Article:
People's Park Complex
|People's Park Complex|
|Location||People's Park, Outram, Singapore|
|Owner||People's Park Development|
|Floor area||845,000 square feet (78,500 m2)|
|Lifts/elevators||6 (3 resident, 2 passenger, 1 cargo)|
The People's Park Complex was a commercial housing project undertaken by the newly formed Urban Renewal Department of the Housing and Development Board's Sale of Sites programme. The project was the subject of the programme's first sale in 1967.
Located at the foot of Pearl's Hill, the site where the People's Park Complex currently stands was an open public park. It later became the People's Market or Pearl's Market with outdoor stalls which was destroyed by a fire in 1966.
With a height of 103 metres (338 feet), the 31-storey People's Park Complex building was the first shopping centre of its kind in Southeast Asia and set the pattern for later retail developments in Singapore. The shopping centre was completed in October 1970, while the residential block was completed in 1973. Occupying 1 hectare in the heart of Chinatown, the People's Park Complex was the largest shopping complexes in the shopping commercial belt along Eu Tong Sen Street and New Bridge Road.
On 21 April 2010, a storeroom on the fifth floor caught fire, resulting in a huge blaze and with hunted corners and triggering a massive evacuation. No-one was hurt in the incident, but substantial damage was reported by tenants caused by soot and water leakage. The Singapore Civil Defence Force (SCDF) subsequently found that the presence of such storerooms on that floor were not authorized; in breach of fire safety regulations.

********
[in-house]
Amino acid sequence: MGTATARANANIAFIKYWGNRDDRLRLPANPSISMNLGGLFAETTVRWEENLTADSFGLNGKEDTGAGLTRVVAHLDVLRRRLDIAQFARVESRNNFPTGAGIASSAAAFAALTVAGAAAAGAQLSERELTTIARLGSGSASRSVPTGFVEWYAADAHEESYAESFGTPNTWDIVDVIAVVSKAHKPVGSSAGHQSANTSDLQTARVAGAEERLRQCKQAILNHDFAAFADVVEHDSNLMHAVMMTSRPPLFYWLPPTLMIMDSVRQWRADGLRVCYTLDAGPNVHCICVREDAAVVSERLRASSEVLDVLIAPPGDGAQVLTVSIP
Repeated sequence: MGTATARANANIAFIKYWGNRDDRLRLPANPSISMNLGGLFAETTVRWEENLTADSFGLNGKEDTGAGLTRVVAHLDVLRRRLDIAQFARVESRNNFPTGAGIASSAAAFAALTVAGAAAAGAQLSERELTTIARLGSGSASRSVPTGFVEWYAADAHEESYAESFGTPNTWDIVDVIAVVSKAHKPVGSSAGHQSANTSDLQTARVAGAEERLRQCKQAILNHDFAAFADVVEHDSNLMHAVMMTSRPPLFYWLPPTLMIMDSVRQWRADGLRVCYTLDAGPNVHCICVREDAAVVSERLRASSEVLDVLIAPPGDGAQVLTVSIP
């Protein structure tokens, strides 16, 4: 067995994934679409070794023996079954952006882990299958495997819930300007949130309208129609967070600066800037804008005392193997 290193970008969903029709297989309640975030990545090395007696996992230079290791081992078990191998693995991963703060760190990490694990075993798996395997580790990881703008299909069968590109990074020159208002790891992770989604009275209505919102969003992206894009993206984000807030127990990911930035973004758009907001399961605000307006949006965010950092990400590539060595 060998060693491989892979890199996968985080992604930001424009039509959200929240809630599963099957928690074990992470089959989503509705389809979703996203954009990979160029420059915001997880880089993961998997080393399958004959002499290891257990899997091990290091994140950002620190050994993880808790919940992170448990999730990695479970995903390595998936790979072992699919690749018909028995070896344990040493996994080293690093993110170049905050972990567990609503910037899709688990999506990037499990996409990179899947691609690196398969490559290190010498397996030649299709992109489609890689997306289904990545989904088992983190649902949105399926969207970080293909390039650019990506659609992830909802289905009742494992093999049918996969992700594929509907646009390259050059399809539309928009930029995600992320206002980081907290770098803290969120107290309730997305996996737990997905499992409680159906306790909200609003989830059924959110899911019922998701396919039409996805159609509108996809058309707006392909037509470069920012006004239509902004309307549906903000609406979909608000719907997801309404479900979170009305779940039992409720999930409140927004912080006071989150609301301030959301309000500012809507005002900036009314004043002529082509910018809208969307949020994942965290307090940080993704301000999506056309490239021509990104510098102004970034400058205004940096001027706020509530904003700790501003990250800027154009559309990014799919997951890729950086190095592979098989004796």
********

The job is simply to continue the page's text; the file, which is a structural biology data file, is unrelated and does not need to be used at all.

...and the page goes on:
Residential Lift Breakdowns
The three lifts found in the residential block of People's Park Complex have been subject to media attention, due to their unreliability and frequent breakdowns. According to residents, the lifts "malfunction three to five times a month", thus forcing residents to take the stairs.
In 1967, following the break-up of Malayan Architects Co-Partnership, William Lim set up Design Partnership (now known as DP Architects) with Tay Kheng Soon and Koh Seow Chuan. In its first year, the firm was successful with its architectural proposal for People's Park Complex.
The People's Park Complex is a large mixed-use development, consisting of offices and apartments above a podium of shopping space. The complex was envisioned as "a new nucleus within the whole fabric of the city core", and was designed to revitalise one of the most populated and traditional enclaves in post-independent Singapore. Being a "people's shopping centre", the complex is strategically located in one of the most populous areas in Singapore's central business district.
The architecture of the complex scored several firsts in Singapore. Its name as well as the block of flats was the closest to Le Corbusier's ideal of high-rise living, as expressed in his Marseilles Unité d'Habitation, both in concept and in form.